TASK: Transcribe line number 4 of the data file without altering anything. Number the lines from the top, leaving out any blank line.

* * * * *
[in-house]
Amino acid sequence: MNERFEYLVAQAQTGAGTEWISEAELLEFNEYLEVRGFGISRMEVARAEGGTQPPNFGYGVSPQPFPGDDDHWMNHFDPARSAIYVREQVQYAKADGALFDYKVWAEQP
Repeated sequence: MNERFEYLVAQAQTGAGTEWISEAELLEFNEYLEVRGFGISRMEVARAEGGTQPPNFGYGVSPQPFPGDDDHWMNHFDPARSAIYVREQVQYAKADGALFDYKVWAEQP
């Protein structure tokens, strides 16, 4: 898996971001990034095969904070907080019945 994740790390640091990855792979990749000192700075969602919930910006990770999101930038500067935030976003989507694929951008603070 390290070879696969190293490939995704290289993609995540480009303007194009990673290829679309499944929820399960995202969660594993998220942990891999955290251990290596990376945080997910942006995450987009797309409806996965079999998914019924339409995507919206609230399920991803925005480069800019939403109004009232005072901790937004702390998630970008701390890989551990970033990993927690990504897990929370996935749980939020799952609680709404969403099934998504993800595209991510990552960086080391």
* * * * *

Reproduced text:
């Protein structure tokens, strides 16, 4: 898996971001990034095969904070907080019945 994740790390640091990855792979990749000192700075969602919930910006990770999101930038500067935030976003989507694929951008603070 390290070879696969190293490939995704290289993609995540480009303007194009990673290829679309499944929820399960995202969660594993998220942990891999955290251990290596990376945080997910942006995450987009797309409806996965079999998914019924339409995507919206609230399920991803925005480069800019939403109004009232005072901790937004702390998630970008701390890989551990970033990993927690990504897990929370996935749980939020799952609680709404969403099934998504993800595209991510990552960086080391």